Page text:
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Managing Replication with SQL Server 2000 Desktop Engine (MSDE 2000)

SQL Server 2000

In other editions of Microsoft® SQL Server™, replication is typically managed with SQL Server Enterprise Manager. You can only use SQL Server Enterprise Manager with MSDE if you acquired MSDE through SQL Server 2000 (Developer Edition, Standard Edition, or Enterprise Edition), and if you are using MSDE in conjunction with a properly licensed copy of SQL Server 2000. If you do not have or cannot use SQL Server Enterprise Manager, you must configure and maintain replication using other methods. This topic describes how to use these methods to create a subscription; you can use similar methods to create a publication.

How to create a subscription with MSDE 2000

There are a several ways to create a subscription for an MSDE 2000 Subscriber.

  • Using the osql command-line utility to add replication jobs

  • Managing replication by using SQL-DMO replication objects

  • Replication ActiveX® controls

  • Windows Synchronization Manager
The osql Utility

osql is a command-line utility included with MSDE 2000. osql allows you to connect to SQL Server to run queries and scripts. You can create pull subscriptions to SQL Server publications by executing stored procedures through osql. The following example demonstrates creating an anonymous subscription to a merge publication:

  1. From the MSDE 2000 Subscriber, use osql to connect to the subscribing database.

  2. Add the anonymous subscription by using the sp_addmergepullsubscription stored procedure.

  3. Add the merge agent job by using the sp_addmergepullsubscription_agent stored procedure.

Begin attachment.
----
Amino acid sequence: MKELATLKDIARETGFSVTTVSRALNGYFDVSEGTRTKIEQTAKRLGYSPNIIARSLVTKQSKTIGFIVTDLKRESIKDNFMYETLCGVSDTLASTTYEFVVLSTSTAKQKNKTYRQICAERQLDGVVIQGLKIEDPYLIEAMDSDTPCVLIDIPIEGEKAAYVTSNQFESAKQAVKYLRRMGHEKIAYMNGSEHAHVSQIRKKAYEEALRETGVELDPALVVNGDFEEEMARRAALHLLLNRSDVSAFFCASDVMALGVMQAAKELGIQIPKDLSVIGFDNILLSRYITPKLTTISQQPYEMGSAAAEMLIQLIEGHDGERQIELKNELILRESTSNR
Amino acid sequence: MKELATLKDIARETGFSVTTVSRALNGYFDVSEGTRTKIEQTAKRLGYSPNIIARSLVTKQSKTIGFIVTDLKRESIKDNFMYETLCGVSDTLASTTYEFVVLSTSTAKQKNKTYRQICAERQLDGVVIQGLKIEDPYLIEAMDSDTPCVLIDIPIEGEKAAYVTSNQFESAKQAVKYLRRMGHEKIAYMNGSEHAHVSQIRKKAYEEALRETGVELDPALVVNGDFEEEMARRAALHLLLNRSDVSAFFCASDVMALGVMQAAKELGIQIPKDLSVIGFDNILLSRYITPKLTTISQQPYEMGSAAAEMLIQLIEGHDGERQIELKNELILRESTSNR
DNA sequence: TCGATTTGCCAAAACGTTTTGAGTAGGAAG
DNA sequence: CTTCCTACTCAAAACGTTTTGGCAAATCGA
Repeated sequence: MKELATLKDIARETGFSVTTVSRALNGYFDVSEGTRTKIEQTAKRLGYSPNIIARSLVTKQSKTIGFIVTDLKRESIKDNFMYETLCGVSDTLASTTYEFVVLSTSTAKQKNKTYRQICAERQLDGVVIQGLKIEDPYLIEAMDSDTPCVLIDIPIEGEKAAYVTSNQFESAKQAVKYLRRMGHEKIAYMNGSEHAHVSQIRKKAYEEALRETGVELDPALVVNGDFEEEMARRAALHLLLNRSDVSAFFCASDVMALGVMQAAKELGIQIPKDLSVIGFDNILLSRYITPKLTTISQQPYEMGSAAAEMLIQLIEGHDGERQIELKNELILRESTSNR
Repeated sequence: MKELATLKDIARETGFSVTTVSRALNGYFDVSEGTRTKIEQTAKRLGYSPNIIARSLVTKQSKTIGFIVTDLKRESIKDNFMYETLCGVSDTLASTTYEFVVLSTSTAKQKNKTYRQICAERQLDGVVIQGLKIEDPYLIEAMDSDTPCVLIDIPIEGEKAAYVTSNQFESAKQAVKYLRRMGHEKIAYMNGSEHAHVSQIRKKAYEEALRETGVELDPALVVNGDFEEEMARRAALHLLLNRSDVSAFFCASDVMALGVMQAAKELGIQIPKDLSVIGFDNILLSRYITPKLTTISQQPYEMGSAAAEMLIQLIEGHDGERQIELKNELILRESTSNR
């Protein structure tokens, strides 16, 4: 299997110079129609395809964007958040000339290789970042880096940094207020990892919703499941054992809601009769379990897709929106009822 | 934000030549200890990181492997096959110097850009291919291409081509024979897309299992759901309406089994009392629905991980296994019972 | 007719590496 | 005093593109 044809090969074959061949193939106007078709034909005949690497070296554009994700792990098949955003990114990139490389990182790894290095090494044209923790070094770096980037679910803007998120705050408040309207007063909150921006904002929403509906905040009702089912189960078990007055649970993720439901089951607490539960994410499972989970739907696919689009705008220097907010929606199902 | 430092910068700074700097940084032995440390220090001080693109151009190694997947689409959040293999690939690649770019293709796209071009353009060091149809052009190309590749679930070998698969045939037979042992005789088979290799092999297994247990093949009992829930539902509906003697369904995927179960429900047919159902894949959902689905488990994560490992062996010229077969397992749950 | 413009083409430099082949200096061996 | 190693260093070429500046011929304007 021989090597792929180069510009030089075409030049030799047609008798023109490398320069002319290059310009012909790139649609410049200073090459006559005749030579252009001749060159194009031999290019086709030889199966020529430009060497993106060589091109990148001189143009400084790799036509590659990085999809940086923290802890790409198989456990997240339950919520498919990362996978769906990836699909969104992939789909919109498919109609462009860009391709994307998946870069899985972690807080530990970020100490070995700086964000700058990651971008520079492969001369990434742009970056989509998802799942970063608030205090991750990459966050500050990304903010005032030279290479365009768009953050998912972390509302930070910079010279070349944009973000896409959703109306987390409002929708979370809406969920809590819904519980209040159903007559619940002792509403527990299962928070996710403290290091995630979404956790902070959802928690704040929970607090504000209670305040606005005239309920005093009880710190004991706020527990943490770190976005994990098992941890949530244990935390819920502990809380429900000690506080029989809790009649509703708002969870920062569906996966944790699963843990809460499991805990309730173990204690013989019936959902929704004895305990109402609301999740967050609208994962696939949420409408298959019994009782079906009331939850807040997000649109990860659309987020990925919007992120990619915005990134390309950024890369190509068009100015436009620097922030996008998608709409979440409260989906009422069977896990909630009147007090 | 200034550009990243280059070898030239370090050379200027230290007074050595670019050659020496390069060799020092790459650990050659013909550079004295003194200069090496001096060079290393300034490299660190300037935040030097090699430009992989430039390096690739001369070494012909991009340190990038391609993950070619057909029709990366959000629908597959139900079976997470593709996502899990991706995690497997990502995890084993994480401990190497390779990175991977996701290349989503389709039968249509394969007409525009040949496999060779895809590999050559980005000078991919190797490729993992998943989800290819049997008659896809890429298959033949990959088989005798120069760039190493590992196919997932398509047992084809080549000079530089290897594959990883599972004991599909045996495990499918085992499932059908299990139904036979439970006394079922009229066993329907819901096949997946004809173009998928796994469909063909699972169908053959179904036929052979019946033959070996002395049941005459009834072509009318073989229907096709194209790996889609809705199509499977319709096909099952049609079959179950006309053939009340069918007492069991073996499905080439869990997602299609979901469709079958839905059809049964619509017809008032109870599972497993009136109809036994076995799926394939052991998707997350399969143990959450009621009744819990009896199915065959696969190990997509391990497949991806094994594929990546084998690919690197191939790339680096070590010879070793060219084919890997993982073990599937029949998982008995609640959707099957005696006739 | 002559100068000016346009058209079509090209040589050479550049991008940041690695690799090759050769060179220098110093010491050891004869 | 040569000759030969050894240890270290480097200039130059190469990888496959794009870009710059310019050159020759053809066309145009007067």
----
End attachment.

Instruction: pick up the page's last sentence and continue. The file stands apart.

4. Start the job by using the sp_start_job stored procedure.

The code for steps 2-4 will look similar to the following:

sp_addmergepullsubscription @publication = 'pubs'
,@publisher = 'MyDistPub' ,@publisher_db = 'Northwind'
,@subscriber_type = 'anonymous'

sp_addmergepullsubscription_agent @name = 'MySubAgent'
,@publisher = 'MyDistPub' ,@publisher_db = 'pubs' 
,@publication = 'MyPublication' ,@publisher_security_mode = 1
,@subscriber = 'MySub' ,@subscriber_db = 'sub' ,@subscriber_security_mode = 1
,@distributor =  'MyDistPub' ,@distributor_security_mode = 1

sp_start_job @job_name ='MySubAgent'

Note  This code does not include any parameters for controlling the job schedule. Additionally, there is no procedure setup to determine the status of the job. If you want to have the job status written to the event log, modify the job by using the sp_update_job stored procedure, and then set the @notify_level_eventlog parameter.

SQL-DMO Replication Objects

SQL Distributed Management Objects (SQL-DMO) is a collection of objects that encapsulate SQL Server database and replication management. You can create an application by using Microsoft Visual C++® or Visual Basic, and then use SQL-DMO objects to set up and to manage replication.

For more information about SQL-DMO and developing applications by using SQL-DMO, see Developing SQL-DMO Applications.

Replication ActiveX Controls